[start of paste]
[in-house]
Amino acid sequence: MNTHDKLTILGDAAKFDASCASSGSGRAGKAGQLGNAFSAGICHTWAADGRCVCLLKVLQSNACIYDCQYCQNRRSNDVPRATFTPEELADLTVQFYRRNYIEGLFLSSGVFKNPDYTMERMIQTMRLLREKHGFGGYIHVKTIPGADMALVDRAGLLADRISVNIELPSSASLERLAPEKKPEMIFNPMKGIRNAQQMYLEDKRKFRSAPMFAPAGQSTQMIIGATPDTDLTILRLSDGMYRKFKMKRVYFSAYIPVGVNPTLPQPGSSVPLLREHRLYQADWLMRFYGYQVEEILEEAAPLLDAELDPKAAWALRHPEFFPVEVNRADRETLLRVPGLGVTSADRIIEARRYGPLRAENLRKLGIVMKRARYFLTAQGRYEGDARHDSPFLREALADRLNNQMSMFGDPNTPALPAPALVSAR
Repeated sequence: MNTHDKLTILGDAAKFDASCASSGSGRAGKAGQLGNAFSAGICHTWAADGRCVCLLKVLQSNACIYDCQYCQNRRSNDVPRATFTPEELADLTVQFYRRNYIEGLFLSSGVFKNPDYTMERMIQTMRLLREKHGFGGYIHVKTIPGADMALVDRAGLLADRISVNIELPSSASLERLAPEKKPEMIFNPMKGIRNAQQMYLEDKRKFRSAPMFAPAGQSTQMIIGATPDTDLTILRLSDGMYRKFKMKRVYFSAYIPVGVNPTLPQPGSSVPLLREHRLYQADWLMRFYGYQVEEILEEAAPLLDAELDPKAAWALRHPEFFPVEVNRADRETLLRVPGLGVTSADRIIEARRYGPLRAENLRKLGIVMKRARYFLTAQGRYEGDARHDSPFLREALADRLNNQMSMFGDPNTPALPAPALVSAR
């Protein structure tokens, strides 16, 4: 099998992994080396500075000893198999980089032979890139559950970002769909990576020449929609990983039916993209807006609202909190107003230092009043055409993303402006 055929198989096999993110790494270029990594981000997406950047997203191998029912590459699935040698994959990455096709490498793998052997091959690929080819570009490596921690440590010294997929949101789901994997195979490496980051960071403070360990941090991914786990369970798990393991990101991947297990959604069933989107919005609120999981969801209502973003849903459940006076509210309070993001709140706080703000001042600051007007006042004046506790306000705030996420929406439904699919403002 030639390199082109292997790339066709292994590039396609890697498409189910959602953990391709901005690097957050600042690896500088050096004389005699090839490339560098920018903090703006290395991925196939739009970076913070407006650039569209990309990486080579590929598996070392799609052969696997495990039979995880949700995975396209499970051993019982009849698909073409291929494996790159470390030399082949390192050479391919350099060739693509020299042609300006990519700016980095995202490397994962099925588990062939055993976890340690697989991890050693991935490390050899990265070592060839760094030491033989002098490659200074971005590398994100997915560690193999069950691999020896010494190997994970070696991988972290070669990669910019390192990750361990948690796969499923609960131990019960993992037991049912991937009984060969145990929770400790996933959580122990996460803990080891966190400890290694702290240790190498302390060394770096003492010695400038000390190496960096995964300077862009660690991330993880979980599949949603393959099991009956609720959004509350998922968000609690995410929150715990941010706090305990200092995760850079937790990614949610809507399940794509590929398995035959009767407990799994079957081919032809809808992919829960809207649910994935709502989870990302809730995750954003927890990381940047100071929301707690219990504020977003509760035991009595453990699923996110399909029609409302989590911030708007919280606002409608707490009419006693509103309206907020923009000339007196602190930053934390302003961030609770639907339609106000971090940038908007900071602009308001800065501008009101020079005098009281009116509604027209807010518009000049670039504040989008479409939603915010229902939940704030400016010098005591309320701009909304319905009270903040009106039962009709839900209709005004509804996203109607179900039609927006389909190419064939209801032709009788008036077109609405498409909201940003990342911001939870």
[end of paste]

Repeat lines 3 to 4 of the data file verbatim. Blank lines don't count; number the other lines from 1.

Repeated sequence: MNTHDKLTILGDAAKFDASCASSGSGRAGKAGQLGNAFSAGICHTWAADGRCVCLLKVLQSNACIYDCQYCQNRRSNDVPRATFTPEELADLTVQFYRRNYIEGLFLSSGVFKNPDYTMERMIQTMRLLREKHGFGGYIHVKTIPGADMALVDRAGLLADRISVNIELPSSASLERLAPEKKPEMIFNPMKGIRNAQQMYLEDKRKFRSAPMFAPAGQSTQMIIGATPDTDLTILRLSDGMYRKFKMKRVYFSAYIPVGVNPTLPQPGSSVPLLREHRLYQADWLMRFYGYQVEEILEEAAPLLDAELDPKAAWALRHPEFFPVEVNRADRETLLRVPGLGVTSADRIIEARRYGPLRAENLRKLGIVMKRARYFLTAQGRYEGDARHDSPFLREALADRLNNQMSMFGDPNTPALPAPALVSAR
């Protein structure tokens, strides 16, 4: 099998992994080396500075000893198999980089032979890139559950970002769909990576020449929609990983039916993209807006609202909190107003230092009043055409993303402006 055929198989096999993110790494270029990594981000997406950047997203191998029912590459699935040698994959990455096709490498793998052997091959690929080819570009490596921690440590010294997929949101789901994997195979490496980051960071403070360990941090991914786990369970798990393991990101991947297990959604069933989107919005609120999981969801209502973003849903459940006076509210309070993001709140706080703000001042600051007007006042004046506790306000705030996420929406439904699919403002 030639390199082109292997790339066709292994590039396609890697498409189910959602953990391709901005690097957050600042690896500088050096004389005699090839490339560098920018903090703006290395991925196939739009970076913070407006650039569209990309990486080579590929598996070392799609052969696997495990039979995880949700995975396209499970051993019982009849698909073409291929494996790159470390030399082949390192050479391919350099060739693509020299042609300006990519700016980095995202490397994962099925588990062939055993976890340690697989991890050693991935490390050899990265070592060839760094030491033989002098490659200074971005590398994100997915560690193999069950691999020896010494190997994970070696991988972290070669990669910019390192990750361990948690796969499923609960131990019960993992037991049912991937009984060969145990929770400790996933959580122990996460803990080891966190400890290694702290240790190498302390060394770096003492010695400038000390190496960096995964300077862009660690991330993880979980599949949603393959099991009956609720959004509350998922968000609690995410929150715990941010706090305990200092995760850079937790990614949610809507399940794509590929398995035959009767407990799994079957081919032809809808992919829960809207649910994935709502989870990302809730995750954003927890990381940047100071929301707690219990504020977003509760035991009595453990699923996110399909029609409302989590911030708007919280606002409608707490009419006693509103309206907020923009000339007196602190930053934390302003961030609770639907339609106000971090940038908007900071602009308001800065501008009101020079005098009281009116509604027209807010518009000049670039504040989008479409939603915010229902939940704030400016010098005591309320701009909304319905009270903040009106039962009709839900209709005004509804996203109607179900039609927006389909190419064939209801032709009788008036077109609405498409909201940003990342911001939870």